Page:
Intravascular mechanical haemolysis is becoming a clinical challenge in the new era of transcatheter valvular interventions and mechanical circulatory support (MCS). Subclinical haemolysis was present in 15% of 122 patients after balloon-expandable transcatheter aortic valve replacement. In registries of HeartMate® II, haemolysis was noted in 13-18% of cases, while in HeartMate® III less than 1% of the cases were complicated with haemolysis.[2,3] Haemolysis is reported at meaningful frequencies of 8 to 63% in patients who receive short-term percutaneous MCS with the Impella® device. Haemolysis is associated with increased mortality, along with an increased incidence of haemolytic anaemia (and increased blood product transfusions), acute kidney injury and, in cases of MCS, oxygenator failure and pump thrombosis.
Elevation of pfHb (>40-50 mg/dl or >6.2-7.8 μmol/l) and haemoglobinuria are both tell-tale signs of haemolysis and therefore should be frequently and proactively monitored in those patients. Circulating free haemoglobin is very prothrombotic and can cause acute kidney injury through pleiotropic mechanisms. First, it exerts a direct toxic effect on proximal tubular cells by the deposition of haemosiderin, with resultant oxidative stress (formation of reactive oxygen species) and release of pro-inflammatory markers, cast formation and tubular obstruction. Furthermore, pfHb causes vasoconstriction of the renal microcirculation through quick and irreversible nitric oxide (NO) scavenging and impaired NO synthesis. Last but not least, it also has prothrombotic properties through binding of von Willebrand factor (vWF) and blockage of the cleavage of vWF by ADAMTS-13 protease, resulting in augmented platelet adhesion, activation and formation of microthrombi.
There are a limited number of management approaches to address intravascular shear stress-induced haemolysis. In the setting of MCS, optimisation of device position, flow, volume status and anticoagulation are paramount. In valvular heart disease, appropriate afterload reduction, e.g. with nitroprusside or beta blockers, is indicated.[2,6] Of course, intervention to correct the underlying cause should always be considered, such as the closure of a PVL or pump exchange in case of thrombosis in MCS. Alkalinisation of urine or forced diuresis can be used to prevent cast formation. Pentoxifylline is sometimes described to improve the blood viscosity and red blood cell deformability.
Only a few case reports mention therapeutic plasma exchange or plasmapheresis as a possible treatment approach in the setting of massive haemolysis, especially in MCS.[7-9] Plasmapheresis can accomplish three goals: direct removal of circulating pfHb, repletion of haptoglobin stores and regeneration of NO with improved vasodilation and microvascular blood flow. It consists of the withdrawal of venous blood, followed by the separation of plasma from blood cells (by membrane filtration or centrifugation), and the reinfusion of cells plus a replacement fluid. This replacement fluid can be either human albumin 5% or other plasma derivatives, crystalloid solutions or, as in this case and preferentially, fresh frozen plasma. Anticoagulation with unfractionated or low-molecular-weight heparin is used to prevent the circuit from clotting, but should be used at a minimal dose in this setting to promote clot formation of the residual PVL.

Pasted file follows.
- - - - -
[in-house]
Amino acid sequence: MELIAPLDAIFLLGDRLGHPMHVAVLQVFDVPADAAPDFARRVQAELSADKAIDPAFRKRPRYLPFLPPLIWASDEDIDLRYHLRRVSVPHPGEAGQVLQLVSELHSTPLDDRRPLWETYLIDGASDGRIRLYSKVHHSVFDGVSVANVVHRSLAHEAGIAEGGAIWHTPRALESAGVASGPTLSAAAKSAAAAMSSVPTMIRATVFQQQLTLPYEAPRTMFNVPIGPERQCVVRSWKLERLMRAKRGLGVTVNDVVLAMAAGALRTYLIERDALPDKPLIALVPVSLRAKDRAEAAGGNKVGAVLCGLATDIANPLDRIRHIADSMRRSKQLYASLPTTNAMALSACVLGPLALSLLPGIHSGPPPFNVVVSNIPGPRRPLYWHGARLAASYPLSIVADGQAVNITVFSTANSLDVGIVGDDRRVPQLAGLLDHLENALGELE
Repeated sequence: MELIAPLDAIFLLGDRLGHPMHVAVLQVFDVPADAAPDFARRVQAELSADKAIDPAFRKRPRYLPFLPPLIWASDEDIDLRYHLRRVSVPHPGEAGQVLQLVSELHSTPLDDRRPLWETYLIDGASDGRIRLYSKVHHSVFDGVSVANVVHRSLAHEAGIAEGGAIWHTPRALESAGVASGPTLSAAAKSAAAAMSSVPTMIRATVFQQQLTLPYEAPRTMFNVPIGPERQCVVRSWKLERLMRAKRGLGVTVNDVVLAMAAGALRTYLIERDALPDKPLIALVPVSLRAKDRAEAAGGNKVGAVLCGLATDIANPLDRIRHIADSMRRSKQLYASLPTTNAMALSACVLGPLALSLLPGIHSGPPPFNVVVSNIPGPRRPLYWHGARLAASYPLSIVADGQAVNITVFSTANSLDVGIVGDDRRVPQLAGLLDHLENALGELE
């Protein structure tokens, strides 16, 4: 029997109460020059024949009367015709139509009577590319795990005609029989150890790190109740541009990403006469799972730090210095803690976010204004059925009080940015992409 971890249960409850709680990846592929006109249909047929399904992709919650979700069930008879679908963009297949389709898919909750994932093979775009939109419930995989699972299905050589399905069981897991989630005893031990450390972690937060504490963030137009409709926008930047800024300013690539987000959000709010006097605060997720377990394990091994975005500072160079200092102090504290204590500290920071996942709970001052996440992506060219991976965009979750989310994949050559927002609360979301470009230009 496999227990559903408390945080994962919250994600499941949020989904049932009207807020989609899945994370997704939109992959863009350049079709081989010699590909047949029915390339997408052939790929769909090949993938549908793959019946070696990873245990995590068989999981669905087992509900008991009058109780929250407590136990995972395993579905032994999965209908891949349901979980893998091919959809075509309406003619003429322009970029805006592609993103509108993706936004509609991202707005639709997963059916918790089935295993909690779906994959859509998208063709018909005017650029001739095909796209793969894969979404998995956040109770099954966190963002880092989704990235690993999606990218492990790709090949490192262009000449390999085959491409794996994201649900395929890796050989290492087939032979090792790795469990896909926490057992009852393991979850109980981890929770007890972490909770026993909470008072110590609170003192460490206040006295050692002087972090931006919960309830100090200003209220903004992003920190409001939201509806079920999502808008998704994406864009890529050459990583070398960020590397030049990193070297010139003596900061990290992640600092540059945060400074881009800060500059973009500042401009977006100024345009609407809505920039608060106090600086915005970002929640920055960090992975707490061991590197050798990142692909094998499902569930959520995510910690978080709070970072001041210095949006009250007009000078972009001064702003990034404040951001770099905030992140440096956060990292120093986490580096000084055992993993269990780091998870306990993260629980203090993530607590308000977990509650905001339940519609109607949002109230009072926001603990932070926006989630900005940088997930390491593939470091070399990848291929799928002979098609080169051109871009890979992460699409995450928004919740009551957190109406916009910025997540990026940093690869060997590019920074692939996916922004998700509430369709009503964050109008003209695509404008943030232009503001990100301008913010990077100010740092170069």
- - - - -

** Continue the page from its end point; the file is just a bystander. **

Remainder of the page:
Haemolysis is becoming a more commonly encountered complication in the era of transcatheter (para)valvular interventions and MCS. Signs of haemolysis should be actively monitored, given the potential major adverse consequences. This case report describes, for the first time, the successful use of plasmapheresis as rescue treatment for massive shear stress-induced haemolysis in the setting of percutaneous PVL closure, confirming it is a very effective method to remove the pfHb from the circulation and restore the renal function, while the underlying cause is being addressed.
W. Budts reports being proctor for Abbott and Occlutech. On behalf of the other authors, the corresponding author states that there are no conflicts of interest. No funding or financial support was received.
The institutional ethical committee waived the need for informed consent; thus, according to local ethical guidelines for this case report, no written informed consent was obtained.
Video 1. Colour flow transoesophageal echocardiography before closure of PVL
Video 2. Colour flow transoesophageal echocardiography after closure of PVL